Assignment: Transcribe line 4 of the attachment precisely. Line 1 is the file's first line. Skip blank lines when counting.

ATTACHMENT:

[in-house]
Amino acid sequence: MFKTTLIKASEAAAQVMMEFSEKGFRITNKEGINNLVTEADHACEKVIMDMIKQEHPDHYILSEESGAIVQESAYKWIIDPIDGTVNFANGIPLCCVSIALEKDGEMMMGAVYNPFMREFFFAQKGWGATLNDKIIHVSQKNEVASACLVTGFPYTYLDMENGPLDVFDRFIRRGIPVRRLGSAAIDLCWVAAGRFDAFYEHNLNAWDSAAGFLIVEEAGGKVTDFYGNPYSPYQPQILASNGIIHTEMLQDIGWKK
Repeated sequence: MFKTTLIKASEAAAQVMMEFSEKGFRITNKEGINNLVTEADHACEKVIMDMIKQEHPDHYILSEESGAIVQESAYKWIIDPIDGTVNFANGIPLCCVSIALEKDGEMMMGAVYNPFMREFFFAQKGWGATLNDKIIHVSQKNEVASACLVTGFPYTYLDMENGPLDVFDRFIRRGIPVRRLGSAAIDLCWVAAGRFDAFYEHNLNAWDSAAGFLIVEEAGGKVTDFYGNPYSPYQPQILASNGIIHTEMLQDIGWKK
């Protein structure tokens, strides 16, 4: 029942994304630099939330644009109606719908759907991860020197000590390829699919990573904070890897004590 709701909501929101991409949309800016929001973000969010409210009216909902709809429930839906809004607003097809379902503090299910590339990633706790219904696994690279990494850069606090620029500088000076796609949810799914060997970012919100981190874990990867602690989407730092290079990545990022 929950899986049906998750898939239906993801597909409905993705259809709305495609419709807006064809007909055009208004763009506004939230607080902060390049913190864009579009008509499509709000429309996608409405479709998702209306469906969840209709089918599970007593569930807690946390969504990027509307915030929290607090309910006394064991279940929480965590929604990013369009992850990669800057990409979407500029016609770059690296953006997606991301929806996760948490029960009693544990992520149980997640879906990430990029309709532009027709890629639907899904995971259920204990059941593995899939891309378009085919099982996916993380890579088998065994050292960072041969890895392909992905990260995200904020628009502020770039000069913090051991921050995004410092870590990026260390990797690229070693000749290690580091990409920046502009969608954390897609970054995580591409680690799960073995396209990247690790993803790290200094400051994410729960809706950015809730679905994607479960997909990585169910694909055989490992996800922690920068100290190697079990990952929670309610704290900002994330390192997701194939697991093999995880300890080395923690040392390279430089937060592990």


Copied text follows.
């Protein structure tokens, strides 16, 4: 029942994304630099939330644009109606719908759907991860020197000590390829699919990573904070890897004590 709701909501929101991409949309800016929001973000969010409210009216909902709809429930839906809004607003097809379902503090299910590339990633706790219904696994690279990494850069606090620029500088000076796609949810799914060997970012919100981190874990990867602690989407730092290079990545990022 929950899986049906998750898939239906993801597909409905993705259809709305495609419709807006064809007909055009208004763009506004939230607080902060390049913190864009579009008509499509709000429309996608409405479709998702209306469906969840209709089918599970007593569930807690946390969504990027509307915030929290607090309910006394064991279940929480965590929604990013369009992850990669800057990409979407500029016609770059690296953006997606991301929806996760948490029960009693544990992520149980997640879906990430990029309709532009027709890629639907899904995971259920204990059941593995899939891309378009085919099982996916993380890579088998065994050292960072041969890895392909992905990260995200904020628009502020770039000069913090051991921050995004410092870590990026260390990797690229070693000749290690580091990409920046502009969608954390897609970054995580591409680690799960073995396209990247690790993803790290200094400051994410729960809706950015809730679905994607479960997909990585169910694909055989490992996800922690920068100290190697079990990952929670309610704290900002994330390192997701194939697991093999995880300890080395923690040392390279430089937060592990």